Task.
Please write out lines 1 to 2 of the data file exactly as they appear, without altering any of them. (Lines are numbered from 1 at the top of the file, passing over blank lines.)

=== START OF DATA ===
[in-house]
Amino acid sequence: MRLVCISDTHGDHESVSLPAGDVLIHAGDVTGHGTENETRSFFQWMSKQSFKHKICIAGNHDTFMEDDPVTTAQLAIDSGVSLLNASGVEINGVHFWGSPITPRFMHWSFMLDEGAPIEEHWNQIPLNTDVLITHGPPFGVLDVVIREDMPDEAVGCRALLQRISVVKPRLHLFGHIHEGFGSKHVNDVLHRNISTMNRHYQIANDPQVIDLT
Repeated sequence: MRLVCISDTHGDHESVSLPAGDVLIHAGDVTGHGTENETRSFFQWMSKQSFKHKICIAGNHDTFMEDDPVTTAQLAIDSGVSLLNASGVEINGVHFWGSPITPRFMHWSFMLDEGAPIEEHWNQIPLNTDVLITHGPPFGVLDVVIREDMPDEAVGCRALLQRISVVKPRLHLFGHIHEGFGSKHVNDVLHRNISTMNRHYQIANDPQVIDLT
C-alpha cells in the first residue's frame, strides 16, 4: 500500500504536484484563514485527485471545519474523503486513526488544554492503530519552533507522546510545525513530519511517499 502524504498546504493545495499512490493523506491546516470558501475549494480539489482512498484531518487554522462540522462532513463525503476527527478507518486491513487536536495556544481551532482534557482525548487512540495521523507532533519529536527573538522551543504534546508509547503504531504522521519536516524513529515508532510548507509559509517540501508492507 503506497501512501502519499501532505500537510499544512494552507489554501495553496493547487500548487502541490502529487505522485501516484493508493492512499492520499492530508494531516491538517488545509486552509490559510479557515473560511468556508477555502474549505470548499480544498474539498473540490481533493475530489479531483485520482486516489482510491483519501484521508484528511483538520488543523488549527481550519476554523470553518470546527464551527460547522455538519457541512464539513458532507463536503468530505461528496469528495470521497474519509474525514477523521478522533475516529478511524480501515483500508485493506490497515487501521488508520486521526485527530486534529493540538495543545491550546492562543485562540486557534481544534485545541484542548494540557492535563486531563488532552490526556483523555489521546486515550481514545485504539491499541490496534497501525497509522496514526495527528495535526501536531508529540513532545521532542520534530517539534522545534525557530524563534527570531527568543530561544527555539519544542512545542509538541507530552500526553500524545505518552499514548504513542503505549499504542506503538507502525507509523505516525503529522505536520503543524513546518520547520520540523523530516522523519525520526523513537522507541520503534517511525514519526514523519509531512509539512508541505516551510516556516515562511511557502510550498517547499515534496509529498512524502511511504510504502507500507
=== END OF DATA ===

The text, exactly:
[in-house]
Amino acid sequence: MRLVCISDTHGDHESVSLPAGDVLIHAGDVTGHGTENETRSFFQWMSKQSFKHKICIAGNHDTFMEDDPVTTAQLAIDSGVSLLNASGVEINGVHFWGSPITPRFMHWSFMLDEGAPIEEHWNQIPLNTDVLITHGPPFGVLDVVIREDMPDEAVGCRALLQRISVVKPRLHLFGHIHEGFGSKHVNDVLHRNISTMNRHYQIANDPQVIDLT